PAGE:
Another Article


I guess I spoke too soon. Just hours after I said yesterday that only one of my articles had been published on FluentU, I got a notification that they’d published another. It’s about books that have been made into movies, and how to use them in classes. It’s aimed at English teachers, but even non-teachers may find it interesting. At the very least, you can critique my choices–which movies did I forget?

Thanks for reading!


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2 thoughts on “Another Article

  1. Great question! I’ve been wanting to compare movies and books for a long time but never got around to writing anything. (That, and my movie background is rather behind the times. Couldn’t even guess how often I’ve said, in shock, “They made that into a movie? Really, that long ago?”)

    That said…

    My book club is reading The Martian this month. I’m about 75% finished with the book (it’s really good!!) and cannot even begin to imagine how this has become a movie. So much of it is single-character, no dialog…but then, there was Castaway, which was a great movie. So far, The Martian is very similar to Castaway, actually–a survival tale. I would definitely like to see The Martian movie at some point.

    The Mosquito Coast–I saw the movie long before I read the book, so it wasn’t a direct comparison, but my thought was that they’re both good but in completely different ways. I’m thinking I should read and watch them again to sort out WHY. They’d be worth a second look.

    The JRR Tolkien series. The Lord of the Rings trilogy–okay, pretty authentic to the books. But then The Hobbit. What to make of that transistion? It’s an average-sized book, but it was turned into a three-movie, nine-hour, butt-numbing viewing experience. Good so far (at present I’ve only made it through the second movie) but really, all that expansion and inventing new subplots just to create yet another opportunity to fill a scene with thousands of bloodthirsty Orcs or assorted other Bad Guys…again…probably not altogether necessary.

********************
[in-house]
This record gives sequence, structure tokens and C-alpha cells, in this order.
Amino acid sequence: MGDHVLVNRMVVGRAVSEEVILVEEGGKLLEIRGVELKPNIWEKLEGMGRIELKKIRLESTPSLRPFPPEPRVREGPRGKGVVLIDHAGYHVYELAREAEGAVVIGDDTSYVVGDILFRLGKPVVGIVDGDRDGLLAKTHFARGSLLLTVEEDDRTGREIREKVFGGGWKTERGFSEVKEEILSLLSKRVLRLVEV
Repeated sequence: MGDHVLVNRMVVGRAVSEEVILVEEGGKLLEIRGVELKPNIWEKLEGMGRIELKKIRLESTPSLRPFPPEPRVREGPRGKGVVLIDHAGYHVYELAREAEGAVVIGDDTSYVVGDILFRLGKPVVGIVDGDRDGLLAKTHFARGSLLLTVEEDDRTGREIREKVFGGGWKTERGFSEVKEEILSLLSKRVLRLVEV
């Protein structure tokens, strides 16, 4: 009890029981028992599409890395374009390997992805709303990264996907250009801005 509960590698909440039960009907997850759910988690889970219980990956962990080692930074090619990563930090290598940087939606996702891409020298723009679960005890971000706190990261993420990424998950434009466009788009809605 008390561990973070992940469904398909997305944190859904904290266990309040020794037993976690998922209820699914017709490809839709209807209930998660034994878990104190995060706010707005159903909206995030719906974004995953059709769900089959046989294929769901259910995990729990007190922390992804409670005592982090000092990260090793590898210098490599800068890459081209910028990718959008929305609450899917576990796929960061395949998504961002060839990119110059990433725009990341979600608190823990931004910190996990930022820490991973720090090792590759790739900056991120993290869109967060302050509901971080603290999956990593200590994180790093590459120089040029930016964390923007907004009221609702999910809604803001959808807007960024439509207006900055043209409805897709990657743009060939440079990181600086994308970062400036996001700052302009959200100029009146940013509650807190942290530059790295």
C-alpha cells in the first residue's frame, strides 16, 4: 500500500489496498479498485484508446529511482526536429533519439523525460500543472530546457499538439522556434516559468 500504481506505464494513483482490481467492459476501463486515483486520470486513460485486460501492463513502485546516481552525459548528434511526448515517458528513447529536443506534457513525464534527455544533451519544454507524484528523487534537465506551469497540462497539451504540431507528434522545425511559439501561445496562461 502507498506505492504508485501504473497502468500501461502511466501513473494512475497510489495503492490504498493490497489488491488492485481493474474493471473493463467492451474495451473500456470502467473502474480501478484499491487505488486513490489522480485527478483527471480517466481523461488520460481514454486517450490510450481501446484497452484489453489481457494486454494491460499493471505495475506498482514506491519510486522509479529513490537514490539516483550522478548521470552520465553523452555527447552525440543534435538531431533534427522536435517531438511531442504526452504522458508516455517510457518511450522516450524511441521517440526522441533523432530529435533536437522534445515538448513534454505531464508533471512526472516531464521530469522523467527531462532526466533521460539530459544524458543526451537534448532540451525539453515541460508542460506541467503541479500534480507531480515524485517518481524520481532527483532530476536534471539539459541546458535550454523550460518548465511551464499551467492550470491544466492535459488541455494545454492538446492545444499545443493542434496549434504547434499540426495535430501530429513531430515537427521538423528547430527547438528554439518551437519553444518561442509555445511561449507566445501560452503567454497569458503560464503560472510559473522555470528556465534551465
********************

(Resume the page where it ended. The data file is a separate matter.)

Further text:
My Sister’s Keeper–WHAT???? The opposite characters live/die compared to the book. That’s just wrong.

    Opposite example: Julie & Julia was a movie that really, really improved upon the book. I was tired of the narrator by the end of the book–she came across as a self-centered whiner that has precious little to whine about. But the movie “Julie” is FAR more palatable. And Meryl Streep’s perfect channeling of Julia Child was amazing to see, which helps, especially since the explicitly “Julia” portions don’t exist at all in the book.

    Harry Potter, all of them–win all around. If ever a book series screamed to be put on a big screen, this was the one. There are differences, but they’re generally not jarring. Example: I think the Chris Columbus-style atmosphere is more fitting–odd/wacky/whimsical but positive, as opposed to the bizarre/grotesque and always slightly ominous atmosphere of the later movies. But characters and plots are close to always true, and that’s what matters most to me.

    • Wow, this is a great comment with lots of good ideas!

      I also read the Martian last year and thought it was excellent, and I’ve seen the movie in the meantime. I also thought it was good, but before I saw it, I talked to my brother, who had also read the book before seeing it. He said it was a good movie but there was one part that was really stupid. “You’ll know it immediately,” he said. And I did. But the rest was very good, and I actually thought the movie did a good job of translating the story visually, since some of the descriptions are a bit hard to visualize. Kinda the same as some of the tournament scenes from Hunger Games. I know that the descriptions are good and all, but it’s nice to see when filmmakers make it cool and believable.

      I know I’ve seen Mosquito Coast but not read the book. I should, though, since I really like Thoreaux’s non-fiction stuff. However, I did read a fiction story he wrote last year and wasn’t a big fan of it.

      I also agree with Lord of the Rings, but I couldn’t get into the Hobbit. I wrote about that on the movie blog, I think, but I was surrounded by morons when I saw that in the theater here, and lost any interest in the remaining movies.

      Also agree with Harry Potter, but I don’t think I’ve read past #3 or seen past #4 or so. I just sort of lost steam there, too, and never really picked it up again. Maybe I’ll do that in a future year. This past year I read some of the Series of Unfortunate Events books because I saw that they were really short and I was running out of time in November or so. They’re also pretty OK, but a bit more formulaic. But when you compare their 200 or so pages to Harry Potter’s 600 pages or more, then I had to go for (smaller) quantity over quality.

      Speaking of that, I’m hoping to check out The Man in the High Castle soon, as well as 11/22/63. I heard the former was pretty good (as was the book), but the latter was a bit disappointing?

      Thanks again for the great comments!

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